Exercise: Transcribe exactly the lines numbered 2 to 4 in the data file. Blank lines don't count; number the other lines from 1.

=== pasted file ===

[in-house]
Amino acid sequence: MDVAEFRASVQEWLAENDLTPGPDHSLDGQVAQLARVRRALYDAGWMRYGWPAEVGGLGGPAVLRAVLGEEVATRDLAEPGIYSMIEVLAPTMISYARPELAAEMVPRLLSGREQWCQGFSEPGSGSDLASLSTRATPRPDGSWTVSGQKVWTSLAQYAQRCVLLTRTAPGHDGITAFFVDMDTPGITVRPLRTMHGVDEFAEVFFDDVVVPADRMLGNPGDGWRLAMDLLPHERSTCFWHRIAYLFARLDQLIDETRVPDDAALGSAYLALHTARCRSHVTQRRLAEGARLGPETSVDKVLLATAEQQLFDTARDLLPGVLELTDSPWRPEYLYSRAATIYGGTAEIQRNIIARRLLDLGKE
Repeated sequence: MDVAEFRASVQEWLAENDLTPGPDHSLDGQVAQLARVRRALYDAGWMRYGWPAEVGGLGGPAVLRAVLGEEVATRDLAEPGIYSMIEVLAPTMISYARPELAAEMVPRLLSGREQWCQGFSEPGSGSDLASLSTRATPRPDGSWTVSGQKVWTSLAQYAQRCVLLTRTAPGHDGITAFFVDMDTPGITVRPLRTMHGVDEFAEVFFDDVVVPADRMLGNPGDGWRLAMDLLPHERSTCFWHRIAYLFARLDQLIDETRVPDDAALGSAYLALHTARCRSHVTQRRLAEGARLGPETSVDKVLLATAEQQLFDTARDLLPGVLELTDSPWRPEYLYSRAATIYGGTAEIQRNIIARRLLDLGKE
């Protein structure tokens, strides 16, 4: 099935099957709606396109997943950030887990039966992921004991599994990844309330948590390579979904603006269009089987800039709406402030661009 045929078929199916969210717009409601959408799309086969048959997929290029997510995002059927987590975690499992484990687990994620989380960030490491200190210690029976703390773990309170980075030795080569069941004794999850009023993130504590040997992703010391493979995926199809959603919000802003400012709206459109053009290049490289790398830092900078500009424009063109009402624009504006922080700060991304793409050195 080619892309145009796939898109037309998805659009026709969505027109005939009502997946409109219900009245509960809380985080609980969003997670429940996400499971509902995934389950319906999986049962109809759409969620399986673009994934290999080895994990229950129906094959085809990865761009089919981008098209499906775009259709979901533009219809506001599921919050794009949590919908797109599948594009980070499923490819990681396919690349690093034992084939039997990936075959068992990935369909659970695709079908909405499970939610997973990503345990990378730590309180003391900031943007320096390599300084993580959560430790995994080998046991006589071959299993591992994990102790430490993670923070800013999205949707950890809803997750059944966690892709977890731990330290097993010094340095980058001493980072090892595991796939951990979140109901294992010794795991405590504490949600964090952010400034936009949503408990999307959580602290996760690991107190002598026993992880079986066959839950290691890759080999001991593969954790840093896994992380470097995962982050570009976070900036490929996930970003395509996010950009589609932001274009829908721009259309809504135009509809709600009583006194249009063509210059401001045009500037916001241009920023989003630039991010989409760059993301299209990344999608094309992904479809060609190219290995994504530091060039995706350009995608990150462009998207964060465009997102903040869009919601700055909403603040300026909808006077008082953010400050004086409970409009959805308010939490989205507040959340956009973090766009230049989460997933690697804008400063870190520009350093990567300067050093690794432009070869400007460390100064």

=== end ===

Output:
Amino acid sequence: MDVAEFRASVQEWLAENDLTPGPDHSLDGQVAQLARVRRALYDAGWMRYGWPAEVGGLGGPAVLRAVLGEEVATRDLAEPGIYSMIEVLAPTMISYARPELAAEMVPRLLSGREQWCQGFSEPGSGSDLASLSTRATPRPDGSWTVSGQKVWTSLAQYAQRCVLLTRTAPGHDGITAFFVDMDTPGITVRPLRTMHGVDEFAEVFFDDVVVPADRMLGNPGDGWRLAMDLLPHERSTCFWHRIAYLFARLDQLIDETRVPDDAALGSAYLALHTARCRSHVTQRRLAEGARLGPETSVDKVLLATAEQQLFDTARDLLPGVLELTDSPWRPEYLYSRAATIYGGTAEIQRNIIARRLLDLGKE
Repeated sequence: MDVAEFRASVQEWLAENDLTPGPDHSLDGQVAQLARVRRALYDAGWMRYGWPAEVGGLGGPAVLRAVLGEEVATRDLAEPGIYSMIEVLAPTMISYARPELAAEMVPRLLSGREQWCQGFSEPGSGSDLASLSTRATPRPDGSWTVSGQKVWTSLAQYAQRCVLLTRTAPGHDGITAFFVDMDTPGITVRPLRTMHGVDEFAEVFFDDVVVPADRMLGNPGDGWRLAMDLLPHERSTCFWHRIAYLFARLDQLIDETRVPDDAALGSAYLALHTARCRSHVTQRRLAEGARLGPETSVDKVLLATAEQQLFDTARDLLPGVLELTDSPWRPEYLYSRAATIYGGTAEIQRNIIARRLLDLGKE
């Protein structure tokens, strides 16, 4: 099935099957709606396109997943950030887990039966992921004991599994990844309330948590390579979904603006269009089987800039709406402030661009 045929078929199916969210717009409601959408799309086969048959997929290029997510995002059927987590975690499992484990687990994620989380960030490491200190210690029976703390773990309170980075030795080569069941004794999850009023993130504590040997992703010391493979995926199809959603919000802003400012709206459109053009290049490289790398830092900078500009424009063109009402624009504006922080700060991304793409050195 080619892309145009796939898109037309998805659009026709969505027109005939009502997946409109219900009245509960809380985080609980969003997670429940996400499971509902995934389950319906999986049962109809759409969620399986673009994934290999080895994990229950129906094959085809990865761009089919981008098209499906775009259709979901533009219809506001599921919050794009949590919908797109599948594009980070499923490819990681396919690349690093034992084939039997990936075959068992990935369909659970695709079908909405499970939610997973990503345990990378730590309180003391900031943007320096390599300084993580959560430790995994080998046991006589071959299993591992994990102790430490993670923070800013999205949707950890809803997750059944966690892709977890731990330290097993010094340095980058001493980072090892595991796939951990979140109901294992010794795991405590504490949600964090952010400034936009949503408990999307959580602290996760690991107190002598026993992880079986066959839950290691890759080999001991593969954790840093896994992380470097995962982050570009976070900036490929996930970003395509996010950009589609932001274009829908721009259309809504135009509809709600009583006194249009063509210059401001045009500037916001241009920023989003630039991010989409760059993301299209990344999608094309992904479809060609190219290995994504530091060039995706350009995608990150462009998207964060465009997102903040869009919601700055909403603040300026909808006077008082953010400050004086409970409009959805308010939490989205507040959340956009973090766009230049989460997933690697804008400063870190520009350093990567300067050093690794432009070869400007460390100064």